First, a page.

US imposes new sanctions on Syria over suspected chemical attackWorld April 24, 21:23
Russian businessman plans to build sailplane to fly around the globe nonstop in 5 daysScience & Space April 24, 19:50
Roscosmos excludes three cosmonauts from space teamScience & Space April 24, 19:34
Russian Foreign Ministry: Terrorists in Syria may get chemical weapons from Libya, IraqRussian Politics & Diplomacy April 24, 19:05
US not ready yet to restart arms control dialog, Russian diplomat saysRussian Politics & Diplomacy April 24, 18:57
Court recognizes Russia’s Sports Ministry as affected party in WADA whistleblower caseSport April 24, 18:48
Elephant, giraffe and wildcats found among Muscovites’ house petsSociety & Culture April 24, 17:48
Putin calls for setting apart real anti-corruption crusaders from political show-offsRussian Politics & Diplomacy April 24, 16:34
Moscow court turns down Jehovah’s Witnesses bid to fight Justice Ministry’s banWorld April 24, 16:08
MOSCOW, October 24 (Itar-Tass) — Deputy chairman of the committee on security and combating corruption under the State Duma lower house of the Russian parliament Andrei Lugovoi /Liberal Democratic Party/ asked the Investigation Committee /SK/ to look into a possible breach of the law on personal data during the election to the so-called Coordination Council of the Opposition.
The inquiry forwarded to SK chief Alexander Bastrykin, refers to a complaint from a person who had found "gross violations" of the law on personal data by the election organizers. Specifically, the personal data processing operator "did not ask for written confirmation or alternative electronic signature" regarding political views, while the information to which the personal data giver is entitled, is missing on the website of the Central Election Committee.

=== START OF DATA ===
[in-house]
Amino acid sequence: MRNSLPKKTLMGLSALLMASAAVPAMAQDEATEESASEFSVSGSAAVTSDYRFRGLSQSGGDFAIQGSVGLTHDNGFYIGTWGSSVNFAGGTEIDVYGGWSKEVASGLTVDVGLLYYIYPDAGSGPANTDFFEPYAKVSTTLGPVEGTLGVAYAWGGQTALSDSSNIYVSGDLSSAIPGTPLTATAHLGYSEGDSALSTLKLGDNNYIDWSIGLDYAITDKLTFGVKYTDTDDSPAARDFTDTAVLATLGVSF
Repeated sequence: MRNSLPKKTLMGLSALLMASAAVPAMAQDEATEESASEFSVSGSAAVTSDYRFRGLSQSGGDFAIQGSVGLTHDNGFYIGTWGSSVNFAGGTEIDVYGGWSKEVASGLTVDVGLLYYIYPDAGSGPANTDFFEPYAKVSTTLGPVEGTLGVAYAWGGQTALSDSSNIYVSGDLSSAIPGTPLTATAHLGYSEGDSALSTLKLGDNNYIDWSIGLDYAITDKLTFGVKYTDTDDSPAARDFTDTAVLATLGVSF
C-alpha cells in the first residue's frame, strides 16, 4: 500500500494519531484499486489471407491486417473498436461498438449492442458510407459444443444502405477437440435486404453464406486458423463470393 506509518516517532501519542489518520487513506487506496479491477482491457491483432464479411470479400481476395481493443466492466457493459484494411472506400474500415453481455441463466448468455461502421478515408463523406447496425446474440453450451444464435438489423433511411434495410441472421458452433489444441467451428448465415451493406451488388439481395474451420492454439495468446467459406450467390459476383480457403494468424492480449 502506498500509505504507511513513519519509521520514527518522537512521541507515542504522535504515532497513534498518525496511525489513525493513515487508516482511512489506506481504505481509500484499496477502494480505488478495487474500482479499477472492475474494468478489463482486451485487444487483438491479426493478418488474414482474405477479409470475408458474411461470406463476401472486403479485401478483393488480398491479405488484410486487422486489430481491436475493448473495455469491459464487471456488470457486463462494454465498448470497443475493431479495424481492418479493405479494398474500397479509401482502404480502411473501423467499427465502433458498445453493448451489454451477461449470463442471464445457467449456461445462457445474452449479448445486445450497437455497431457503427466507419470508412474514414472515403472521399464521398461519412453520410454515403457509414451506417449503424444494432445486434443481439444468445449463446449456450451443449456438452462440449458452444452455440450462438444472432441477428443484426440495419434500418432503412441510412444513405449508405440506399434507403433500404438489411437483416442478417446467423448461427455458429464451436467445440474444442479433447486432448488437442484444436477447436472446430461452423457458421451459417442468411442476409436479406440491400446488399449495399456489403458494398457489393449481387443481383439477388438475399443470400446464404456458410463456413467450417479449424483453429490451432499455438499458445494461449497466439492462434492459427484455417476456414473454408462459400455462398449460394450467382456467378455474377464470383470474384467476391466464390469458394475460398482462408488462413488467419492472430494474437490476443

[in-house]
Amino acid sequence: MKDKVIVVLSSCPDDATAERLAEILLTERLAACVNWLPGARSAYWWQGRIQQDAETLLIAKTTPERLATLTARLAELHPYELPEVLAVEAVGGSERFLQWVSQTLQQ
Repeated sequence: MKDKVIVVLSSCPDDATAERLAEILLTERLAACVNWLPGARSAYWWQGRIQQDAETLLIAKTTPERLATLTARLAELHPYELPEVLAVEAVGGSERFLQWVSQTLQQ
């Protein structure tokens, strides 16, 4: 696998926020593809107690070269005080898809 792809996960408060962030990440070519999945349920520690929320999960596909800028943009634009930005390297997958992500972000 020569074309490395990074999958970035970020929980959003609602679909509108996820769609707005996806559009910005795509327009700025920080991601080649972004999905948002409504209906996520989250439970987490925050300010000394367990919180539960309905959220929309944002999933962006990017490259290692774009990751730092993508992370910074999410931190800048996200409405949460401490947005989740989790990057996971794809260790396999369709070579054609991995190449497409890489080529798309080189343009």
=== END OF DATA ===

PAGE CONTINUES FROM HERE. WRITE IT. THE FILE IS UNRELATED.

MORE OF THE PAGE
The data collecting operator is not a legal entity; it has not issued any documents to specify its policy in personal data processing, and took no technical measures to ensure the safety of personal data, according to the complaint.
Under the government-set requirements, the election organizers "should have installed equipment and set up a system to obtain the K-1 license to process personal data of the first level of protection.
In this connection, Lugovoi asked the SK director to check the actions by the group of persons who call themselves the Central Election committee for signs of crimes covered by Article 137 of Russia’s penal code /invasion of privacy/ and gross violation of the law on personal data.
The election to the so-called Coordination Council of Russian Opposition ended on Monday evening. Chairman of the Central Election Committee Leonid Volkov told Itar-Tass 81,801 persons had taken part in the voting. Two hundred and nine candidates ran for 45 seats in this body.
Among those elected on the Council were blogger Alexei Navalny, writer Dmitry Bykov, anchor Ksenia Sobchak, one of the Solidarity movement leaders Ilya Yashin, environmentalist Yevgeniya Chirikova, Left Front coordinator Sergei Udaltsov who is on recognizance in the criminal case over preparations for mass disturbances, former lawmaker Gennady Gudkov, and his son, incumbent lawmaker Dmitry Gudkov.
The list includes a number of persons arrested or wanted on suspicious of involvement in various crimes, including Leonid Razvozzhayev, arrested on suspicion of preparing riots.
The election was held at the initiative of part of the Organizing Committee of protests in Bolotnaya Square and Sakharov Prospect. The Council should take over its functions.
Earlier, law-enforcement bodies opened a criminal case at the complaints of several citizens who had accused the election organizers of stealing funds. The candidates to the Council had to make a 10,000-rouble contribution, but they were denied registration, while the money was never returned.
According to Leonid Volkov, these statements were written by followers of MMM pyramid founder Sergei Mavrodi. The votes by the MMM voters were annulled by the Central Election Committee.
The voting was organized on the Internet. Also, voting stations were opened at 35 Russian regions. Seven voting stations functioned abroad, the election organizers claimed.